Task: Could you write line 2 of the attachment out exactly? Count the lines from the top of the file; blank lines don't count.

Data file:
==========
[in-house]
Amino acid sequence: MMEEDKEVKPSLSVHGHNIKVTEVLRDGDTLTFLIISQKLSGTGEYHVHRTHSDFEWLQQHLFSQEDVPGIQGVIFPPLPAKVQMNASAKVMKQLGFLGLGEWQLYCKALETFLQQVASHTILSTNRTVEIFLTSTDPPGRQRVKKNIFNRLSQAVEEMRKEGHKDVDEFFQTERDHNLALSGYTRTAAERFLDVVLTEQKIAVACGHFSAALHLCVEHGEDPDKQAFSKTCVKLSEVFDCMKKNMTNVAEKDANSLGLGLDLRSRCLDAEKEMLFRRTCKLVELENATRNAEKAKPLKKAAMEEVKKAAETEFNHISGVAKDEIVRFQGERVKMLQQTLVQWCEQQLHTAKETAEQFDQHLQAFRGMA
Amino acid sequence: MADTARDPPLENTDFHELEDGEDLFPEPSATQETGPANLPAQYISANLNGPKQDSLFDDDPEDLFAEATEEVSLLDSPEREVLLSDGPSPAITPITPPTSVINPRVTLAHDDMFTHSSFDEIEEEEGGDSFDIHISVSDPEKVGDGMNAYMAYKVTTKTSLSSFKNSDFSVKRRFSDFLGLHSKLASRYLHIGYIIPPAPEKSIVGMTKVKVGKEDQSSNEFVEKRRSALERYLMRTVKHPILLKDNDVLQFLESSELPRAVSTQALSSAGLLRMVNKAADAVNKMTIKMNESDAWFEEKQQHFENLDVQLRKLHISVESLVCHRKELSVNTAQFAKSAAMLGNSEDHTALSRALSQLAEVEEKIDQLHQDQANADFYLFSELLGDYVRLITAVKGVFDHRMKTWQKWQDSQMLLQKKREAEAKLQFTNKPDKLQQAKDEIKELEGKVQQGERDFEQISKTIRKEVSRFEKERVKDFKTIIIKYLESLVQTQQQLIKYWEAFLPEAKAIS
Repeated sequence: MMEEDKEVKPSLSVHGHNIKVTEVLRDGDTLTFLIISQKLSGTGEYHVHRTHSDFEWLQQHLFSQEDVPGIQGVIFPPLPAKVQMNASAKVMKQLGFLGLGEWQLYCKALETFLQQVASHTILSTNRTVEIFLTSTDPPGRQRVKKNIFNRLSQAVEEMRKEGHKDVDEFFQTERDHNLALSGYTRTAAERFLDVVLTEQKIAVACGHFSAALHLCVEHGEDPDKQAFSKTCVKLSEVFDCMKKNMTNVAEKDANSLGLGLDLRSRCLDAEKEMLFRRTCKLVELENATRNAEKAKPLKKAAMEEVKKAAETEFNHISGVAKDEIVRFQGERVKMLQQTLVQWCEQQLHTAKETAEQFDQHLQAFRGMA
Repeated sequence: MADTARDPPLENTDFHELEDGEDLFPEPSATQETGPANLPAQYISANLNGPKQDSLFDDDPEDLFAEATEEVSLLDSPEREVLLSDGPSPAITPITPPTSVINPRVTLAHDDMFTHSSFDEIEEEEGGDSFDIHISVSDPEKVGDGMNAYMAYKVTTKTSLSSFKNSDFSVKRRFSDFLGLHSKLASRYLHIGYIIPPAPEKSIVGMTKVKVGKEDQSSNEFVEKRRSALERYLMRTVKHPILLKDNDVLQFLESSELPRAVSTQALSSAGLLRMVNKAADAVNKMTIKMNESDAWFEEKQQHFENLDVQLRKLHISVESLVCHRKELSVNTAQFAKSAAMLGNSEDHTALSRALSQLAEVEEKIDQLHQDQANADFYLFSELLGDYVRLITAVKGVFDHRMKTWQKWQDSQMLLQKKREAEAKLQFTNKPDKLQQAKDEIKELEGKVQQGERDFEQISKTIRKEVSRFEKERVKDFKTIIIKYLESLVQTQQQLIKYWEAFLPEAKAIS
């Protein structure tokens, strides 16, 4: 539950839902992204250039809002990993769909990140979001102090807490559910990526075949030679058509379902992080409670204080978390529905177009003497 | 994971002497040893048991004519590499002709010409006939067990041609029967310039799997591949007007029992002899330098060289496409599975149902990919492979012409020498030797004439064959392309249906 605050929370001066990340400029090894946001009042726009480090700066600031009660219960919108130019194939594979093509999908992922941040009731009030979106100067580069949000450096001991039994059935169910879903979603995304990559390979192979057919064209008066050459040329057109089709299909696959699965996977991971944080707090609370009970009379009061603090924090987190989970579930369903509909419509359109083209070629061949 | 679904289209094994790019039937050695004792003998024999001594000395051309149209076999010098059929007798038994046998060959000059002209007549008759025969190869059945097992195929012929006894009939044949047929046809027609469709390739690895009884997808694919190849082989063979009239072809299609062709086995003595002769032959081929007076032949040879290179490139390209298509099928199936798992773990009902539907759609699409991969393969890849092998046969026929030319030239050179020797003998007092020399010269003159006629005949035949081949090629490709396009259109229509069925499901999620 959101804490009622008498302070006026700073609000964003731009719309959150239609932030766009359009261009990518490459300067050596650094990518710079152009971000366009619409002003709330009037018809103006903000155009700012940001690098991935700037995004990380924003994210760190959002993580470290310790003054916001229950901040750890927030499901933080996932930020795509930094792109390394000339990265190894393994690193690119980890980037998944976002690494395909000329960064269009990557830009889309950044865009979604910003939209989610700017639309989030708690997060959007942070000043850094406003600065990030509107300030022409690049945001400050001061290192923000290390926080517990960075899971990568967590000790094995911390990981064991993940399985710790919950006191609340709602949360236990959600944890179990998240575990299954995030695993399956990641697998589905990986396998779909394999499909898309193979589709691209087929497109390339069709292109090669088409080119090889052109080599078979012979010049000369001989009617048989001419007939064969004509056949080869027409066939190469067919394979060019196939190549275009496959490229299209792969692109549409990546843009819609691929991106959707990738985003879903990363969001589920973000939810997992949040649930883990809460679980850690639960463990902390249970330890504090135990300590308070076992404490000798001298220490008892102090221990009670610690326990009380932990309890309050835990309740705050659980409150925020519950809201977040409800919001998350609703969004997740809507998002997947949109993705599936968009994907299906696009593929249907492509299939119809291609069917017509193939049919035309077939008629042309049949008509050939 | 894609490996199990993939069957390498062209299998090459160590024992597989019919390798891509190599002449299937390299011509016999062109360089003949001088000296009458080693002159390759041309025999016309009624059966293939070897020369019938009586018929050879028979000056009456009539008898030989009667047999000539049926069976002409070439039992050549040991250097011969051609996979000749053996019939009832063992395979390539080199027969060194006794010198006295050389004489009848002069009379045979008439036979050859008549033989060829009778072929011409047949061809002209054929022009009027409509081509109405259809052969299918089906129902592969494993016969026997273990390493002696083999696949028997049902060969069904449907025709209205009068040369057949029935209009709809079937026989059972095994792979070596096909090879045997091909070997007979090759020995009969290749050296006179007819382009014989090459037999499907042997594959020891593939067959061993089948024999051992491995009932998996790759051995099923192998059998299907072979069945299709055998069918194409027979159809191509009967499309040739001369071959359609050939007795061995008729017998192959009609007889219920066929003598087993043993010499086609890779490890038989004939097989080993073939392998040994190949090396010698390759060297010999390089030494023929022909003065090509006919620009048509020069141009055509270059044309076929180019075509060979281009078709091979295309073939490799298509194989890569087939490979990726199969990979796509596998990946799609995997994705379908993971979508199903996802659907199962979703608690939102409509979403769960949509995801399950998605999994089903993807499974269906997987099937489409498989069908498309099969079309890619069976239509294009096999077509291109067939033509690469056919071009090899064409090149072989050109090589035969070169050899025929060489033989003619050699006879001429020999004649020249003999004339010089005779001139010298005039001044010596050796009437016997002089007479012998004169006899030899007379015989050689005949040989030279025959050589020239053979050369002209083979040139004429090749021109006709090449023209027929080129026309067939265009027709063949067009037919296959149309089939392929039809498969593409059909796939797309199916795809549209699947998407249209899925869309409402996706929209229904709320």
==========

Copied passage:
Amino acid sequence: MMEEDKEVKPSLSVHGHNIKVTEVLRDGDTLTFLIISQKLSGTGEYHVHRTHSDFEWLQQHLFSQEDVPGIQGVIFPPLPAKVQMNASAKVMKQLGFLGLGEWQLYCKALETFLQQVASHTILSTNRTVEIFLTSTDPPGRQRVKKNIFNRLSQAVEEMRKEGHKDVDEFFQTERDHNLALSGYTRTAAERFLDVVLTEQKIAVACGHFSAALHLCVEHGEDPDKQAFSKTCVKLSEVFDCMKKNMTNVAEKDANSLGLGLDLRSRCLDAEKEMLFRRTCKLVELENATRNAEKAKPLKKAAMEEVKKAAETEFNHISGVAKDEIVRFQGERVKMLQQTLVQWCEQQLHTAKETAEQFDQHLQAFRGMA